The Western European countries on the other hand made a stride and achieved a diametrical transformation in the shape of creation of ‘Welfare states’ , providing 100% free education, free medical facilitation, a high standard of living for their citizens without discrimination. In fact every conceivable amenity of life was made available to people. The conditions of work in factories improved dramatically and an ‘International Labour Organisation’ (ILO) was formed under the ‘United Nations Organisation’ charter, which monitored the working conditions of labourers the world over, including prohibition of child labour and a guaranteed provision of all kinds of ‘social welfare’ services to the workers which continued even after they had completed term of their jobs.

The system of a Welfare State as often referred to, had been introduced by Caliph Umar in The Islamic State of the early seventh century AD and has proudly been acclaimed, possessed and practiced by the Scandinavian States of the modern day, too.

Once in Gothenburg (Sweden ), I was invited by a business friend at his home for a dinner. On the way to his home, he pointed to a house which belonged to the manager of his own company . The house looked equally good as was his own , but the interesting part that he told me, was that the net-income of his manager was more than his own income as he had to pay many ‘social welfare taxes ‘ to his government from which the manager enjoyed a holiday. In the end the manager led a more comfortable life than the owner of the company, also because that he had a fixed and high salary with no fear of losses that usually entail a buissness. Later in the evening, I was introduced with the said gentleman too and I realised that the manager really looked happier and financially more sound than my business friend . In case a women employee in the company begot in a family way during her service; she was paid full salary by the employer even when her doctor advised her to stay home with an addition of high allowances also paid for the un-born baby.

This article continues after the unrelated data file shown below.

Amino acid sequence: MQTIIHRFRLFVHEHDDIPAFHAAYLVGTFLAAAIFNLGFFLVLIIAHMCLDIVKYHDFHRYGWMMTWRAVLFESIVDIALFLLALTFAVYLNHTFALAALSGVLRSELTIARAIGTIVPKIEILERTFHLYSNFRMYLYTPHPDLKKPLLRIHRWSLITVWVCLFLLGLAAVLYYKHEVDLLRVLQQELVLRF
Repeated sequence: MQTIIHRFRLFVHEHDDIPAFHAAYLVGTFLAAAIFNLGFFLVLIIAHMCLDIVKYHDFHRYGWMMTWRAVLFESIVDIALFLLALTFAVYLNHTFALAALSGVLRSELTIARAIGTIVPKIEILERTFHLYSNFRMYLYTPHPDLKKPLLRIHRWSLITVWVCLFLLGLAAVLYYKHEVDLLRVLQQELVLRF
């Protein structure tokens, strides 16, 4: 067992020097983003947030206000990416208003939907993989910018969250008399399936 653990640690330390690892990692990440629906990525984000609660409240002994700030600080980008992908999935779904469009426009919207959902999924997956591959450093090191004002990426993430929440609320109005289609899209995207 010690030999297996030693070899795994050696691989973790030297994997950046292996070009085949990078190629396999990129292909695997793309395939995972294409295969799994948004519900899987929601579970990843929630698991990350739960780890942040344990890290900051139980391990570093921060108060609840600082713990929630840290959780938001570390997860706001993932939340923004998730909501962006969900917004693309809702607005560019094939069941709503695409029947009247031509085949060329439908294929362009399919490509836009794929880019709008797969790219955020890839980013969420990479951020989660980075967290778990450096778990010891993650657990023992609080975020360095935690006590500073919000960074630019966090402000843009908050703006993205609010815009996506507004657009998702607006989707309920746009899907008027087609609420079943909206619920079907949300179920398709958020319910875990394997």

In the modern ‘Welfare States’ of Denmark, Norway, Sweden, Germany, Austria, Switzerland and some others, the social and economic gap among the people has gone down to a minimal level and it is further shrinking. It is undoubtedly an ideal form of any economic system that has so far filtered through the ages and it must be the envy of any country of the modern world to follow and develop accordingly.